The Mid-America Trucking Show (MATS) in Louisville, KY is over for another year. It was a great show! It’s always a pleasure to speak to so many fine owner-operators. This show is like a reunion each year – we get to see so many people that we talk to over the phone but never get to meet in person – until we all come together in Louisville. If you’re in the trucking industry and have never been to this show, you are doing yourself an injustice! As you depart from this show, you should feel great about yourself and be happy that you are involved in such a wonderful industry (it’s been my life for 46 years, with the past 37 of them spent building engines for owner-operators).
Here’s a fun fact: did you know that from the time a raw material comes out of the ground, is manufactured into a finished product, and then available for sale, that it has been hauled on a truck at least seven times? When it’s all said and done, 75% of the cost paid for goods sold is a result of transportation costs. Because of these facts, we will always need trucks and diesel fuel.
Well, it’s now 9:00 pm, April 7th, and I just got the dreaded phone call that one of my best friends in Colorado has passed away. Tom Waldow was a psychiatric social worker from Wisconsin who moved to Farser, Colorado in 1973. With tears in my eyes, I have to tell you he was a great man. Tom purchased his first dump truck in 1998 while he was building a new home because he did not like where the dump truck drivers were dumping the dirt. That same year, he and his daughter, Aila, started Waldow and Daughter Trucking.
One of Tom’s trucks has a 330-hp DD3 Detroit and he was told that nothing could be done to it to make it perform, but we proved them wrong. There were a lot of miles on this engine, but we took a gamble and gave her some fuel, some ECM tuning and added a Pittsburgh Power Box, and that little Detroit came to life. Tom’s son, Nick, is in the excavation business. Tom would haul his excavator up Rabbit Ears Pass with the box on Power Level 6, which means this little 330-hp Detroit was putting out about 700 hp. Tom would get so excited that he would call me while he was on that mountain to thank me for giving him the horsepower and tell me how wonderful it was to drive that old Freightliner! I’m sure God will have a high-performance set of wings waiting for you, Tom. I, along with your family, the people of Farser, Winter Park and Tabernash, Colorado will miss you dearly Tom Waldow – may you rest in peace, my friend.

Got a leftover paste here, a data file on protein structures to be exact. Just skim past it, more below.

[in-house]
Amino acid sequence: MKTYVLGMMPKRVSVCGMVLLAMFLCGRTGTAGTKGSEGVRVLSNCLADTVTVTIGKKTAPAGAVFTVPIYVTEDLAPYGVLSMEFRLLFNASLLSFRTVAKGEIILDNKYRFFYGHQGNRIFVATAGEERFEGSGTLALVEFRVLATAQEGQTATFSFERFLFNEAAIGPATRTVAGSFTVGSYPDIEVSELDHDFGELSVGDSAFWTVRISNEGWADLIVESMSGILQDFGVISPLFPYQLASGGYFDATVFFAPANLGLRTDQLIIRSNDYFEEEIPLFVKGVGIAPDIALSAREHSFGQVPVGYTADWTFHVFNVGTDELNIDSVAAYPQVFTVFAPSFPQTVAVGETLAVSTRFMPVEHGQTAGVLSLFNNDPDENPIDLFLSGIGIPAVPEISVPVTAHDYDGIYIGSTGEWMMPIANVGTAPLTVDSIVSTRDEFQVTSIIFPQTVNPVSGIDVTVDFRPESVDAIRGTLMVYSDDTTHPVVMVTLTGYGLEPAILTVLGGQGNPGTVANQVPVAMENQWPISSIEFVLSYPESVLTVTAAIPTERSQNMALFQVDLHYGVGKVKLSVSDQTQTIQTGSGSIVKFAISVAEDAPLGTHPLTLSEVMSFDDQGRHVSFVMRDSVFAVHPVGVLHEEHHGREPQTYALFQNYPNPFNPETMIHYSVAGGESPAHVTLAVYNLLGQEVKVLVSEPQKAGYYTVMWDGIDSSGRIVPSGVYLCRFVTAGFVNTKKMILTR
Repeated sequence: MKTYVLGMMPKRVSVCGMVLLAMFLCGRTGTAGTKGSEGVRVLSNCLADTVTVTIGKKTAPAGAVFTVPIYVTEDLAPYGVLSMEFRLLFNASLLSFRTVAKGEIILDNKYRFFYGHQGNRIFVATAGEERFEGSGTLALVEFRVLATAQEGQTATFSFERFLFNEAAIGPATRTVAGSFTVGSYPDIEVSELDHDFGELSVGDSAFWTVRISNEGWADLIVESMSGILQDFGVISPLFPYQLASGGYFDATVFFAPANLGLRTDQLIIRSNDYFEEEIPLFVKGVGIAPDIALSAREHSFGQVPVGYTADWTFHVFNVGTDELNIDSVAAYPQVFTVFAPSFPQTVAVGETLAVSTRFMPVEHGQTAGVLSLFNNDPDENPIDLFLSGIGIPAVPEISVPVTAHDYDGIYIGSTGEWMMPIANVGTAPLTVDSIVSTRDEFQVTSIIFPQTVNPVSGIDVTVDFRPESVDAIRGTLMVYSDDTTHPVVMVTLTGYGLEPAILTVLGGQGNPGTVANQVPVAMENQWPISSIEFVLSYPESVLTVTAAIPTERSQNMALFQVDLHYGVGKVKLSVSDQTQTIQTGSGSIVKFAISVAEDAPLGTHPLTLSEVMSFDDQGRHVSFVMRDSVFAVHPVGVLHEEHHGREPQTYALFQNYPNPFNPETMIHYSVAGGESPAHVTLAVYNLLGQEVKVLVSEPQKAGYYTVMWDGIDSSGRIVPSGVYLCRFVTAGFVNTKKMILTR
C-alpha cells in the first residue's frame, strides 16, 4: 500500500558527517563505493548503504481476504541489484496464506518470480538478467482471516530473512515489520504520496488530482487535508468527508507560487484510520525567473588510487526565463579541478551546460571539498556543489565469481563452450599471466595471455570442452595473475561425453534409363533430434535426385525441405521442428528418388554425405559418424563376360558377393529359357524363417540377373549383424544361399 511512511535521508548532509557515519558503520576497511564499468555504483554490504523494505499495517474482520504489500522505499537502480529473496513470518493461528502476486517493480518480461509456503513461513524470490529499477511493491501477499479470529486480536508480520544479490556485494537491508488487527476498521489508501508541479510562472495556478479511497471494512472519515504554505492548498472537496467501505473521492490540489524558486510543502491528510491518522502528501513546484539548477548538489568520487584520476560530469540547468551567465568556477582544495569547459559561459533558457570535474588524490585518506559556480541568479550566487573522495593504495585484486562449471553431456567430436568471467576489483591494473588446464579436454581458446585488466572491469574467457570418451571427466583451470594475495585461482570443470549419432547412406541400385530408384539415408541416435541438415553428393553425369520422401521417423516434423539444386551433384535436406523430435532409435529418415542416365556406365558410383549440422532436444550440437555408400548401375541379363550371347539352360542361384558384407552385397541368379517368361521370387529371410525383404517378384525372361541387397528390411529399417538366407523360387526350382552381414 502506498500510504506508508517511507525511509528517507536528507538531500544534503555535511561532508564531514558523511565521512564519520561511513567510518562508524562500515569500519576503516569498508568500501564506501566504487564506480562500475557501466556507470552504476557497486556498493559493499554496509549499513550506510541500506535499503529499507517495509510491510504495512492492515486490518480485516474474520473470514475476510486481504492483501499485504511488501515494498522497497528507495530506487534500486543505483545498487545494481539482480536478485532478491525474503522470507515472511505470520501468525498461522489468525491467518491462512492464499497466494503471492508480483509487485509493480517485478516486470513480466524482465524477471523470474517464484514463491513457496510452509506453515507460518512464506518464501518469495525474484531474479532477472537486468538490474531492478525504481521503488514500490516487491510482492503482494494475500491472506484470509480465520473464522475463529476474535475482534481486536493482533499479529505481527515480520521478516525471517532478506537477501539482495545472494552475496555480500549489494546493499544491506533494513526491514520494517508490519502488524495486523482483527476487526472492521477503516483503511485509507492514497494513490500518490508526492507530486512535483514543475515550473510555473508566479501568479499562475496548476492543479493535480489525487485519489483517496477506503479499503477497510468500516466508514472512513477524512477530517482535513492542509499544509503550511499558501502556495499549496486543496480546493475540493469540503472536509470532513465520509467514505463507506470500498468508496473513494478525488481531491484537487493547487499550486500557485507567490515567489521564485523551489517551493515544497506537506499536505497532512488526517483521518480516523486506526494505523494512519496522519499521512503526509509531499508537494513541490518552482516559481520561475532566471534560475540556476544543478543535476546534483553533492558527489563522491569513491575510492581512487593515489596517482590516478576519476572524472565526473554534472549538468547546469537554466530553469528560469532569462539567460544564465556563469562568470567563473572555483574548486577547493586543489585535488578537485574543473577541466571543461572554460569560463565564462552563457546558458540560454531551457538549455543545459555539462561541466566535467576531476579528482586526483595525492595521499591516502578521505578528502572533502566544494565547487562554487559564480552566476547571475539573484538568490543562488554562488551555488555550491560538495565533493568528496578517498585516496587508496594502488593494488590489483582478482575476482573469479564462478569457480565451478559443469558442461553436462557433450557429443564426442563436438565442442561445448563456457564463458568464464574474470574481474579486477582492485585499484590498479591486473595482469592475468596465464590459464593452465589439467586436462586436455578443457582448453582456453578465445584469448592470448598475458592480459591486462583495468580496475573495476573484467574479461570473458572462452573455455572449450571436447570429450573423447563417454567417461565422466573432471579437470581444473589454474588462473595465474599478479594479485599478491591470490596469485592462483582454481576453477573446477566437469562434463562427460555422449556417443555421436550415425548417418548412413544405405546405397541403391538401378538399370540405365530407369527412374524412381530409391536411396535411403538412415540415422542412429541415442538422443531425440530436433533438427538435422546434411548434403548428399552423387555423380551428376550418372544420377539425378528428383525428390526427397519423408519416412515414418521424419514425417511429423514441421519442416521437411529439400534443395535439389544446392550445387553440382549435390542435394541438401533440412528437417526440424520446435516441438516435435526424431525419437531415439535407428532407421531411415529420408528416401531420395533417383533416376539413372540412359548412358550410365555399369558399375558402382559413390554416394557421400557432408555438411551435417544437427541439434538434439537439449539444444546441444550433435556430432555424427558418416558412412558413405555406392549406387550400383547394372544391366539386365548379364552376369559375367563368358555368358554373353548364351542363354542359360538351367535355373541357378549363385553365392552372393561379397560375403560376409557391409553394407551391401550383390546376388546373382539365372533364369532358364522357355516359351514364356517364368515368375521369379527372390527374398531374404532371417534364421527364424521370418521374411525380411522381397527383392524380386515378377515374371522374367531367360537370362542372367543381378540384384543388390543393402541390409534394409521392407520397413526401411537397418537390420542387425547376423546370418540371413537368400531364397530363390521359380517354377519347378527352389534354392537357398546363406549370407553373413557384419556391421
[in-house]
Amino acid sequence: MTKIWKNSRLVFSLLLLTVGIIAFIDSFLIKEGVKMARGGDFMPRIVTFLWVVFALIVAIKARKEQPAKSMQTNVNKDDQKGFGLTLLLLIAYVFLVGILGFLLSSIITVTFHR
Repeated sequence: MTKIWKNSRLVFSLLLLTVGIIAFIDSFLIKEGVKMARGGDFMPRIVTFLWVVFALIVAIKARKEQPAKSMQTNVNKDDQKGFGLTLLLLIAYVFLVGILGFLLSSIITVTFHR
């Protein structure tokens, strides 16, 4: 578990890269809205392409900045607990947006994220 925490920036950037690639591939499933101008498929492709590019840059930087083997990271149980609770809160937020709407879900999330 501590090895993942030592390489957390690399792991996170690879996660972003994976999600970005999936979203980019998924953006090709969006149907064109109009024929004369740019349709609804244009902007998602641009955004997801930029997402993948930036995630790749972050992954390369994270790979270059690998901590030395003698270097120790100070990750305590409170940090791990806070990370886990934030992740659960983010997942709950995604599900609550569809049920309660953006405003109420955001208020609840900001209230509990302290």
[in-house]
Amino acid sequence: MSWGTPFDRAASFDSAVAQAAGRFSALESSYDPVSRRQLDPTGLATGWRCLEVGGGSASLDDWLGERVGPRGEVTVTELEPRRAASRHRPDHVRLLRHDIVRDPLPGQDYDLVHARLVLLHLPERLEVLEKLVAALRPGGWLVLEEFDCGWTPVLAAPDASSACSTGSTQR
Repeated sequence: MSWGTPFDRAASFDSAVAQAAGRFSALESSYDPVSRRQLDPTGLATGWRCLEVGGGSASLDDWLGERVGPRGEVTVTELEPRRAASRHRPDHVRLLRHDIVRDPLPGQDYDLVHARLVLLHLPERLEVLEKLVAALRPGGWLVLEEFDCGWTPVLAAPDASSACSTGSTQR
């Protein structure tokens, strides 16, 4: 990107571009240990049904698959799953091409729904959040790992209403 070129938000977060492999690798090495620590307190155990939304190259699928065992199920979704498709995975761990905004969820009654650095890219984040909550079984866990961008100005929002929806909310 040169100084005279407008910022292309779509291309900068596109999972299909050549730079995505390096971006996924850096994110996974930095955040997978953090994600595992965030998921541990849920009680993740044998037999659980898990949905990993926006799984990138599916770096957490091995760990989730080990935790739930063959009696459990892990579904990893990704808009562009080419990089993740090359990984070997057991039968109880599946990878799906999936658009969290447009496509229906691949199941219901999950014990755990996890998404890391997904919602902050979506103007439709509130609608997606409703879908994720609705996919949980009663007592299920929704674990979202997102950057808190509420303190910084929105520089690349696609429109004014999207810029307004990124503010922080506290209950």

Do your truck and your body a favor by installing our “Made in the USA” crankshaft damper and mercury-filled engine balancer on the front of your engine every 500,000 miles or 10 years (whichever comes first). Crankshaft dampers do wear out and once they do they will tear your truck apart, resulting in broken compressor brackets, alternator brackets, flywheel bolts, flywheel housing bolts, springs out of the clutch disc, input shafts of transmissions, camshafts, accessory drive shafts and, of course, crankshafts. These dampers are filled with silicone and a large steel ring that moves every time an injector fires. I have written about this so many times, yet every day we get phone calls from owner-operators whose trucks are vibrating, especially under a pull. Even at the truck show, I spoke with many of you who have over one million miles on your original damper. You are hurting yourself and your truck, because these vibrations travel right up through your seat and into you! Our dampers are made by the inventor of the liquid-filled crankshaft damper, and “Made in the USA” still means something to us at Pittsburgh Power.
Since the EPA has requested that parts made for 2007 and older engines be tested on an engine dyno, we are complying with their demands and getting our engine dyno set up for the testing. We have already tested many of our parts on the chassis dyno and most have lowered emissions and increased horsepower! By mid-May we will be able to verify our results on the engine dyno. Soon, every performance part that leaves our facility will be emissions compliant.
Have you been following the building of Kevin Rutherford’s “Signature Series” glider kit? We are helping him build a T660 KW powered by a Pittsburgh Power Micro-Blued DD4 Detroit 12.7 liter engine, and attempting to hit 9+ mpg with our upgrades. The truck also features a Micro-Blued 13-speed, a Micro-Blued differential with a 2:87 ratio, and Micro-Blued wheel bearings. Every item that Kevin and I talk about on the radio show will be on this truck, including a lift axle, air tabs, a FASS fuel system, Maxwell Ultra Capacitor, Road King shocks, and an OPS-1 by-pass oil filter. It will also have a Lipe clutch, stainless water pipes, Bendix disc brakes, weed burner exhaust, and Fleet-Air filters. The engine will have a ported and ceramic-coated exhaust manifold, a 15% larger performance Micro-Blued turbo, our 56-pound high-performance crankshaft torsional vibration damper, our mercury-filled engine balancer by Balance Masters, balanced pistons and connecting rods, and a custom Pittsburgh Power programmed ECM. All of the rest of the pieces on this engine are genuine Detroit parts. We expect the price of this truck, which is being purchased by Jeff and Kathy Wolter, to be in the range of $182,000 to $190,000. In addition to expecting this truck to be capable of 9+ mpg, we are also expecting it to produce somewhere around 600 flywheel horsepower, despite its factory 500-hp Detroit programming. Stay tuned!